When I was growing up under conservative evangelicalism, it seemed everyone was always in a rush:
“The return of Christ is imminent! Jesus could appear at any moment! The fields are white for harvest! It’s time to get busy! There are millions of people all around us who have never heard the name of Jesus! They are destined for HELL! We have to reach as many as we can before time is up!!! We have to get our kids on the front lines! If you aren’t preaching from the tabletops in the cafeteria, YOU ARE DEAD TO THE URGENCY OF CHRIST’S CALLING!!!”
If you were grieving, you had to ‘get over it.’ If you were wounded, you had to suck it up. If you were ill-equipped, you had to ‘fake it till you make it.’ If you were sick, you got two prayers at the altar and then plenty of shaming for not having the faith to be healed instantly. People were dying and burning in endless torment. There wasn’t time to bear the burdens of the faithful!
True, Jesus commanded his followers to preach the gospel to every creature (Mark 16:15). And, true, the Bible says that man’s life is like a vapor that appears for a short while and then vanishes (James 4:14). But in that tiny span of existence, God created seasons that we’re meant to experience and encounter Christ in new ways:
To every thing there is a season, and a time to every purpose under the heaven:
A time to be born, and a time to die; a time to plant, and a time to pluck up that which is planted;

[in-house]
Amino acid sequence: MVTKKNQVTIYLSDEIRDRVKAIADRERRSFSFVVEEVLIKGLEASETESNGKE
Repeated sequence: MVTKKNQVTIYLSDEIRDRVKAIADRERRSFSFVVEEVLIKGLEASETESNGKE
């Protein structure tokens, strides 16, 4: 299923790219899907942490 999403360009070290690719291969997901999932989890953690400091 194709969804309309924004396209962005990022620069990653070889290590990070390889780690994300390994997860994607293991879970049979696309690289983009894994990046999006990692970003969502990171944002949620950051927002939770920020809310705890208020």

A time to kill, and a time to heal; a time to break down, and a time to build up;
A time to weep, and a time to laugh; a time to mourn, and a time to dance;
A time to cast away stones, and a time to gather stones together; a time to embrace, and a time to refrain from embracing;
A time to get, and a time to lose; a time to keep, and a time to cast away;
A time to rend, and a time to sew; a time to keep silence, and a time to speak;
A time to love, and a time to hate; a time of war, and a time of peace. (Ecclesiastes 3:1-8)
Right now, I find myself in a time to heal. It’s not a place I’m accustomed to being. I mentioned a few weeks back that Jesus “broke my legs,” forcing me to drop the burdens I had been carrying for years. Burdens I was not meant to carry. Burdens that had robbed me of peace, joy and innocence. Burdens that had left me internally scarred and deeply wounded. My life came to screeching halt, and I was rendered incapable of doing…well…much of anything. At least not as much as I usually do. It’s been infuriating.
One of the things Jesus told me to do was just sit and listen to Him. So I’ve been trying to do that. But when I do, I don’t seem to hear anything.
“Jesus, speak to me. Give me direction for my life.” Nothing.
“Jesus, let me hear your voice.” Silence.
“Jesus, what do you want me to do?”
“I want you to heal.”
“What about the ministry you’ve called me to? Did I just imagine that?”
“For now, just heal.”
“Surely you want me to do something. Lead another devotional at work? Food for the homeless?”
“My church is fasting this month. I should be fasting and praying, too.”
“Be quiet before me and heal.”
It’s hard. It’s hard because this situation goes against everything that was ingrained into me by years of Churchianity. Believers are always supposed to be doing something. And didn’t Jesus show us in the gospels that healing is a 5-second process?
But here I am. With a Savior who has broken my legs, shut my mouth and tied my hands. Here He is again, leading me away from the crowd with the pat answers and the scripted doctrine, down this path that is new and uncomfortable and revelatory and freeing. The shattered legs are beginning to heal, but it may be a while before I run again.
“You said you wanted to know me. Here I am.”